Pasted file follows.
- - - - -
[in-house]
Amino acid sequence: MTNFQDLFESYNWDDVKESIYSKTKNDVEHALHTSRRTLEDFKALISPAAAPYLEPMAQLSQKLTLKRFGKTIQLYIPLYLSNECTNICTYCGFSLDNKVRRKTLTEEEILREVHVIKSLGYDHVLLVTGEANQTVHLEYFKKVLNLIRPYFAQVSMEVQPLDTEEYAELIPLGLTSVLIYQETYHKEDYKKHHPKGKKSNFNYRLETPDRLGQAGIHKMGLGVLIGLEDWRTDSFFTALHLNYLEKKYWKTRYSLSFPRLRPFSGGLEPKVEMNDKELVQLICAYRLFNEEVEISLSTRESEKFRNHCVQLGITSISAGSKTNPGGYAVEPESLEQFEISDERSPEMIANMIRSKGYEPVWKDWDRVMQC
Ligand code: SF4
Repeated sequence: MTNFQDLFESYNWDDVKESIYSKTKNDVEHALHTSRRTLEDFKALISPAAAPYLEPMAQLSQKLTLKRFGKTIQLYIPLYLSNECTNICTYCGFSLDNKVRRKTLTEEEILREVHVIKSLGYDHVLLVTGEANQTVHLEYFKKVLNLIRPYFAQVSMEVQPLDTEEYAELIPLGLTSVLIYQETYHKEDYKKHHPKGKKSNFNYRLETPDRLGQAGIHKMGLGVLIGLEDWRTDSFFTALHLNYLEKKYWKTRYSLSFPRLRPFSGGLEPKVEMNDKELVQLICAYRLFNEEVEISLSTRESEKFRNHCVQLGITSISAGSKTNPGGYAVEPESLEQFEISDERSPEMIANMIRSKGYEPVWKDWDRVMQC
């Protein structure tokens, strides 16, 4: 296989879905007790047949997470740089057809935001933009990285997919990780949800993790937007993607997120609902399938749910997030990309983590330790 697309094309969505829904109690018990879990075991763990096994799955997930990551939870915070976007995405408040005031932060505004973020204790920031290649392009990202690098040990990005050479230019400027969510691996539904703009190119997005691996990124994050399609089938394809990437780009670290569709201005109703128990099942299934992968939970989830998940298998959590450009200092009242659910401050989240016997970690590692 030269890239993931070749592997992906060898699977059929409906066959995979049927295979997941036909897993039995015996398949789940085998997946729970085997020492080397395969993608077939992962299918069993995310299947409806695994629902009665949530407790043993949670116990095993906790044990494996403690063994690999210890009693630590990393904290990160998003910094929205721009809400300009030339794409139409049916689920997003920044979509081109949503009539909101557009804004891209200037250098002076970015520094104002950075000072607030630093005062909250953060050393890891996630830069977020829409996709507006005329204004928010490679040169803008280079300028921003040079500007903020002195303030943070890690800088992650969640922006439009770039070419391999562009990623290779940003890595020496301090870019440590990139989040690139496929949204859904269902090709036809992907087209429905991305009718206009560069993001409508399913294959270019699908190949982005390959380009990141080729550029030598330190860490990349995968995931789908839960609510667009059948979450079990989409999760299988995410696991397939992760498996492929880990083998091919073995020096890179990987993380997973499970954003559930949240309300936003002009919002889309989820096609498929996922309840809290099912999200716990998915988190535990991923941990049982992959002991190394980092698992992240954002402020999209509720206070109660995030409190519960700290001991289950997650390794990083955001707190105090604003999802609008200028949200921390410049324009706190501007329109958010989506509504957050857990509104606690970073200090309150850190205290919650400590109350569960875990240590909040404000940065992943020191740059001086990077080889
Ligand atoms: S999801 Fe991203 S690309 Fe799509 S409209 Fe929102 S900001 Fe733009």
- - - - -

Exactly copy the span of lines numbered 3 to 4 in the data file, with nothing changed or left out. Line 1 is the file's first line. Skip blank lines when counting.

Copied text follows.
Ligand code: SF4
Repeated sequence: MTNFQDLFESYNWDDVKESIYSKTKNDVEHALHTSRRTLEDFKALISPAAAPYLEPMAQLSQKLTLKRFGKTIQLYIPLYLSNECTNICTYCGFSLDNKVRRKTLTEEEILREVHVIKSLGYDHVLLVTGEANQTVHLEYFKKVLNLIRPYFAQVSMEVQPLDTEEYAELIPLGLTSVLIYQETYHKEDYKKHHPKGKKSNFNYRLETPDRLGQAGIHKMGLGVLIGLEDWRTDSFFTALHLNYLEKKYWKTRYSLSFPRLRPFSGGLEPKVEMNDKELVQLICAYRLFNEEVEISLSTRESEKFRNHCVQLGITSISAGSKTNPGGYAVEPESLEQFEISDERSPEMIANMIRSKGYEPVWKDWDRVMQC